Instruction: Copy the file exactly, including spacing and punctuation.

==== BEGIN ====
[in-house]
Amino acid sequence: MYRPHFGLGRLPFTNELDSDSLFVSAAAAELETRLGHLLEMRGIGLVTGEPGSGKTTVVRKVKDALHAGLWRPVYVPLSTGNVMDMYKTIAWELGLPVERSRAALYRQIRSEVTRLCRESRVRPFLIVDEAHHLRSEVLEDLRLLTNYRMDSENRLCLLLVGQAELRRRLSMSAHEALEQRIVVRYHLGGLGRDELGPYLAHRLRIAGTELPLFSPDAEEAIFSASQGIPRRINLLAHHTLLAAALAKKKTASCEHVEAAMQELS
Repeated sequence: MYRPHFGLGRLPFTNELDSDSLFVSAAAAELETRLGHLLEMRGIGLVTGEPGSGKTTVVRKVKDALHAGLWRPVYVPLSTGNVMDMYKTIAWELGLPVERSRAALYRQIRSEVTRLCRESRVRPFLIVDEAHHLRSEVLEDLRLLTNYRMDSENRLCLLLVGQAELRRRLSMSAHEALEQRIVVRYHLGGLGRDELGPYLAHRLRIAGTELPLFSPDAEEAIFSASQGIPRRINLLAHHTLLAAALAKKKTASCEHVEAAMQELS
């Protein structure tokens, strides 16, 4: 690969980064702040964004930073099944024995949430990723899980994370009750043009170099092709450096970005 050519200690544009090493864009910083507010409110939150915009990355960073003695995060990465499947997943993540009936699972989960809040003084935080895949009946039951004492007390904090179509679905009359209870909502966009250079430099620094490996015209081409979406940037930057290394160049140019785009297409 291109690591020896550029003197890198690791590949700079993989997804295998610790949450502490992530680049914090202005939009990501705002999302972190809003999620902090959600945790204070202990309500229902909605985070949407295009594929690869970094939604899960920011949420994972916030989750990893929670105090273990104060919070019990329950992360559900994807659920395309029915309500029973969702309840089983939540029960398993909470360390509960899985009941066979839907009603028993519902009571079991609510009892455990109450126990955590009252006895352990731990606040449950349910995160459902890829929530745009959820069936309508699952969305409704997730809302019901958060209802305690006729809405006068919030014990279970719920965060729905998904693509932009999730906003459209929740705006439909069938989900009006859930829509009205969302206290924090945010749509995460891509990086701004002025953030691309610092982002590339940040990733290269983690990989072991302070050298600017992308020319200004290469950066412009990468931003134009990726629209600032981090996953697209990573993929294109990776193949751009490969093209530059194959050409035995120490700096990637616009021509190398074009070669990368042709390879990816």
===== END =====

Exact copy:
[in-house]
Amino acid sequence: MYRPHFGLGRLPFTNELDSDSLFVSAAAAELETRLGHLLEMRGIGLVTGEPGSGKTTVVRKVKDALHAGLWRPVYVPLSTGNVMDMYKTIAWELGLPVERSRAALYRQIRSEVTRLCRESRVRPFLIVDEAHHLRSEVLEDLRLLTNYRMDSENRLCLLLVGQAELRRRLSMSAHEALEQRIVVRYHLGGLGRDELGPYLAHRLRIAGTELPLFSPDAEEAIFSASQGIPRRINLLAHHTLLAAALAKKKTASCEHVEAAMQELS
Repeated sequence: MYRPHFGLGRLPFTNELDSDSLFVSAAAAELETRLGHLLEMRGIGLVTGEPGSGKTTVVRKVKDALHAGLWRPVYVPLSTGNVMDMYKTIAWELGLPVERSRAALYRQIRSEVTRLCRESRVRPFLIVDEAHHLRSEVLEDLRLLTNYRMDSENRLCLLLVGQAELRRRLSMSAHEALEQRIVVRYHLGGLGRDELGPYLAHRLRIAGTELPLFSPDAEEAIFSASQGIPRRINLLAHHTLLAAALAKKKTASCEHVEAAMQELS
């Protein structure tokens, strides 16, 4: 690969980064702040964004930073099944024995949430990723899980994370009750043009170099092709450096970005 050519200690544009090493864009910083507010409110939150915009990355960073003695995060990465499947997943993540009936699972989960809040003084935080895949009946039951004492007390904090179509679905009359209870909502966009250079430099620094490996015209081409979406940037930057290394160049140019785009297409 291109690591020896550029003197890198690791590949700079993989997804295998610790949450502490992530680049914090202005939009990501705002999302972190809003999620902090959600945790204070202990309500229902909605985070949407295009594929690869970094939604899960920011949420994972916030989750990893929670105090273990104060919070019990329950992360559900994807659920395309029915309500029973969702309840089983939540029960398993909470360390509960899985009941066979839907009603028993519902009571079991609510009892455990109450126990955590009252006895352990731990606040449950349910995160459902890829929530745009959820069936309508699952969305409704997730809302019901958060209802305690006729809405006068919030014990279970719920965060729905998904693509932009999730906003459209929740705006439909069938989900009006859930829509009205969302206290924090945010749509995460891509990086701004002025953030691309610092982002590339940040990733290269983690990989072991302070050298600017992308020319200004290469950066412009990468931003134009990726629209600032981090996953697209990573993929294109990776193949751009490969093209530059194959050409035995120490700096990637616009021509190398074009070669990368042709390879990816």